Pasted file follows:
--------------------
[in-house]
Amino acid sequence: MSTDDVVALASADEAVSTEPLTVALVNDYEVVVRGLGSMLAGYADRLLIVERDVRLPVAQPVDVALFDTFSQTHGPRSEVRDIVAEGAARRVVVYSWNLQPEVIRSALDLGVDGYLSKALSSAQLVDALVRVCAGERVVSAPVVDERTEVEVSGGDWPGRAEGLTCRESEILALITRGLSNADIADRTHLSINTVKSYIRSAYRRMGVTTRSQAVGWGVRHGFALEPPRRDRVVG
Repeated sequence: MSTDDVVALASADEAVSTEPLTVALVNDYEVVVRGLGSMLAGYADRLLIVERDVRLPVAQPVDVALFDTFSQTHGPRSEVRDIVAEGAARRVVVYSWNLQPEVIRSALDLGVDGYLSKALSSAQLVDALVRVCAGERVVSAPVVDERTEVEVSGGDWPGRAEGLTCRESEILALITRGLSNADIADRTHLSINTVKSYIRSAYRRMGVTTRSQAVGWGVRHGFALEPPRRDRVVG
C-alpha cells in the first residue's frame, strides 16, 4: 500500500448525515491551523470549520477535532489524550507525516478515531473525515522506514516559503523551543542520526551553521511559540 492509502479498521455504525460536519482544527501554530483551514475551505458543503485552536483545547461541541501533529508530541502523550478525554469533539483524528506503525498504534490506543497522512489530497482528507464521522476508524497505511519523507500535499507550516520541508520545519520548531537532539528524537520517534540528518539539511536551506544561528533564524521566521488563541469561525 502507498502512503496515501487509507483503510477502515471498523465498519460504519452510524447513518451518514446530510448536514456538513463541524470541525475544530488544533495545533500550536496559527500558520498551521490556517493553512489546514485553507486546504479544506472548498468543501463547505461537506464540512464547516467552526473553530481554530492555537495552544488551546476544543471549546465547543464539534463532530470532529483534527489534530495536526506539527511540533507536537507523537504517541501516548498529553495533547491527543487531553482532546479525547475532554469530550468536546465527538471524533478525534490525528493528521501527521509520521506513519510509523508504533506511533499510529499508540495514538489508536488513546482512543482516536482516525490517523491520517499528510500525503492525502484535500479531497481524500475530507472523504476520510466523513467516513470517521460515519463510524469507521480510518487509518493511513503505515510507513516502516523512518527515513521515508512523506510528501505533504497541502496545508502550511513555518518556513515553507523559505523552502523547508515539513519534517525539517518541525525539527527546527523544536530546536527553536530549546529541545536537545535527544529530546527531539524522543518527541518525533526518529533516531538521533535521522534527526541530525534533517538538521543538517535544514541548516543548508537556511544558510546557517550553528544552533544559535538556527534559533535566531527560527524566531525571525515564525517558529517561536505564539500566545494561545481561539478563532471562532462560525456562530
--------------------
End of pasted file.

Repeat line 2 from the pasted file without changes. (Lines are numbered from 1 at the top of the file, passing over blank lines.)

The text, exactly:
Amino acid sequence: MSTDDVVALASADEAVSTEPLTVALVNDYEVVVRGLGSMLAGYADRLLIVERDVRLPVAQPVDVALFDTFSQTHGPRSEVRDIVAEGAARRVVVYSWNLQPEVIRSALDLGVDGYLSKALSSAQLVDALVRVCAGERVVSAPVVDERTEVEVSGGDWPGRAEGLTCRESEILALITRGLSNADIADRTHLSINTVKSYIRSAYRRMGVTTRSQAVGWGVRHGFALEPPRRDRVVG